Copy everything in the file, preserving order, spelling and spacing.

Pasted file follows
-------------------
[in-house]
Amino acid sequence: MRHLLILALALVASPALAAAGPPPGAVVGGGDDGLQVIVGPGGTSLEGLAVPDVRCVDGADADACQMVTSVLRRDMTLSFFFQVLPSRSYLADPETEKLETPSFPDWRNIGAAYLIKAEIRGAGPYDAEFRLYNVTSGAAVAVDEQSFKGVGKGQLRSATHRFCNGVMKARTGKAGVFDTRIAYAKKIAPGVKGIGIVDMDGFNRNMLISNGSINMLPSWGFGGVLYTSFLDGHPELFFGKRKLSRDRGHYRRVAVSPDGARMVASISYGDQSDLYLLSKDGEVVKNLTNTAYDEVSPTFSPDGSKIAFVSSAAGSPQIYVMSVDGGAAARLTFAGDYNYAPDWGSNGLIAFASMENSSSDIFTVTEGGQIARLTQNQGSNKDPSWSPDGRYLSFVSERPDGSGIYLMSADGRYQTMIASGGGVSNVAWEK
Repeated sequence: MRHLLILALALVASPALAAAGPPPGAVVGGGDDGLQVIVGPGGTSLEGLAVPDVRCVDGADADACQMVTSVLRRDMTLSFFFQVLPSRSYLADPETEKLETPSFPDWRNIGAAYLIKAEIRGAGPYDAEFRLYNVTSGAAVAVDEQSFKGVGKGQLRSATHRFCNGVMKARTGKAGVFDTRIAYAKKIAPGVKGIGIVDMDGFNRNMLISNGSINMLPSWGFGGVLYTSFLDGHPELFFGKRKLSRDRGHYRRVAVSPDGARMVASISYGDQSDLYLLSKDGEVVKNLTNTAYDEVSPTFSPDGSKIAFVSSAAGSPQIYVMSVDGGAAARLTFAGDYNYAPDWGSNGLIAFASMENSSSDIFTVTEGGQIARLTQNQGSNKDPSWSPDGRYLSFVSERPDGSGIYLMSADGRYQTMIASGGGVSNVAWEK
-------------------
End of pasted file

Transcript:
[in-house]
Amino acid sequence: MRHLLILALALVASPALAAAGPPPGAVVGGGDDGLQVIVGPGGTSLEGLAVPDVRCVDGADADACQMVTSVLRRDMTLSFFFQVLPSRSYLADPETEKLETPSFPDWRNIGAAYLIKAEIRGAGPYDAEFRLYNVTSGAAVAVDEQSFKGVGKGQLRSATHRFCNGVMKARTGKAGVFDTRIAYAKKIAPGVKGIGIVDMDGFNRNMLISNGSINMLPSWGFGGVLYTSFLDGHPELFFGKRKLSRDRGHYRRVAVSPDGARMVASISYGDQSDLYLLSKDGEVVKNLTNTAYDEVSPTFSPDGSKIAFVSSAAGSPQIYVMSVDGGAAARLTFAGDYNYAPDWGSNGLIAFASMENSSSDIFTVTEGGQIARLTQNQGSNKDPSWSPDGRYLSFVSERPDGSGIYLMSADGRYQTMIASGGGVSNVAWEK
Repeated sequence: MRHLLILALALVASPALAAAGPPPGAVVGGGDDGLQVIVGPGGTSLEGLAVPDVRCVDGADADACQMVTSVLRRDMTLSFFFQVLPSRSYLADPETEKLETPSFPDWRNIGAAYLIKAEIRGAGPYDAEFRLYNVTSGAAVAVDEQSFKGVGKGQLRSATHRFCNGVMKARTGKAGVFDTRIAYAKKIAPGVKGIGIVDMDGFNRNMLISNGSINMLPSWGFGGVLYTSFLDGHPELFFGKRKLSRDRGHYRRVAVSPDGARMVASISYGDQSDLYLLSKDGEVVKNLTNTAYDEVSPTFSPDGSKIAFVSSAAGSPQIYVMSVDGGAAARLTFAGDYNYAPDWGSNGLIAFASMENSSSDIFTVTEGGQIARLTQNQGSNKDPSWSPDGRYLSFVSERPDGSGIYLMSADGRYQTMIASGGGVSNVAWEK